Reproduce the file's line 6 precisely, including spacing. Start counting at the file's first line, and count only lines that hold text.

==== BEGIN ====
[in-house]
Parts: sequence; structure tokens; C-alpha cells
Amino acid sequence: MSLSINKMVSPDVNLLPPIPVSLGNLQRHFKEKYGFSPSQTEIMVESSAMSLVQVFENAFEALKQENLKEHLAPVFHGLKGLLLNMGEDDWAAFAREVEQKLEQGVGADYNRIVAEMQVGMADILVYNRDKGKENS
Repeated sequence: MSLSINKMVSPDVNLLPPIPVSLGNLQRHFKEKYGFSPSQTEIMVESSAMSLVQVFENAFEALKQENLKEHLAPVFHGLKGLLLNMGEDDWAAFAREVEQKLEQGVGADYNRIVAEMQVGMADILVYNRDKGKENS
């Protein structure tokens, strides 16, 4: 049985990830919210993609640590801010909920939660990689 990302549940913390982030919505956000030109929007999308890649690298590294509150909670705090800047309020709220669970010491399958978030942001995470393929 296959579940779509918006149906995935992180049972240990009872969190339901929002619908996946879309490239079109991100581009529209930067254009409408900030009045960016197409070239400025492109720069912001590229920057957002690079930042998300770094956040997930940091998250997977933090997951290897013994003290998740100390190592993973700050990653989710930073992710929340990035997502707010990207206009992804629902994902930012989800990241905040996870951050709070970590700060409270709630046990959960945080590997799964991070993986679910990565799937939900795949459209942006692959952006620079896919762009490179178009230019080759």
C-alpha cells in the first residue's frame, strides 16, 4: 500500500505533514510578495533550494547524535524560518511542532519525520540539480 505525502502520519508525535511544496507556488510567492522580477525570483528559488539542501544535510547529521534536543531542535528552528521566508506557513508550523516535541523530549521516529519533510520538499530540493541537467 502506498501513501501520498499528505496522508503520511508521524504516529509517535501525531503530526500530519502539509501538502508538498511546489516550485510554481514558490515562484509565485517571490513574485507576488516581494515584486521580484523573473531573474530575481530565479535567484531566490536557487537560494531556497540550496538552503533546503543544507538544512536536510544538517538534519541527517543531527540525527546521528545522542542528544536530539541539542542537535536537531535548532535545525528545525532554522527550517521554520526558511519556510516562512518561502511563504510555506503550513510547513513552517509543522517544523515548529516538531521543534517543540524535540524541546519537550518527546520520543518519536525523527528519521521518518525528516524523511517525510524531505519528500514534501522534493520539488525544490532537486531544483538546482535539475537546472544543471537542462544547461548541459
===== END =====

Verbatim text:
C-alpha cells in the first residue's frame, strides 16, 4: 500500500505533514510578495533550494547524535524560518511542532519525520540539480 505525502502520519508525535511544496507556488510567492522580477525570483528559488539542501544535510547529521534536543531542535528552528521566508506557513508550523516535541523530549521516529519533510520538499530540493541537467 502506498501513501501520498499528505496522508503520511508521524504516529509517535501525531503530526500530519502539509501538502508538498511546489516550485510554481514558490515562484509565485517571490513574485507576488516581494515584486521580484523573473531573474530575481530565479535567484531566490536557487537560494531556497540550496538552503533546503543544507538544512536536510544538517538534519541527517543531527540525527546521528545522542542528544536530539541539542542537535536537531535548532535545525528545525532554522527550517521554520526558511519556510516562512518561502511563504510555506503550513510547513513552517509543522517544523515548529516538531521543534517543540524535540524541546519537550518527546520520543518519536525523527528519521521518518525528516524523511517525510524531505519528500514534501522534493520539488525544490532537486531544483538546482535539475537546472544543471537542462544547461548541459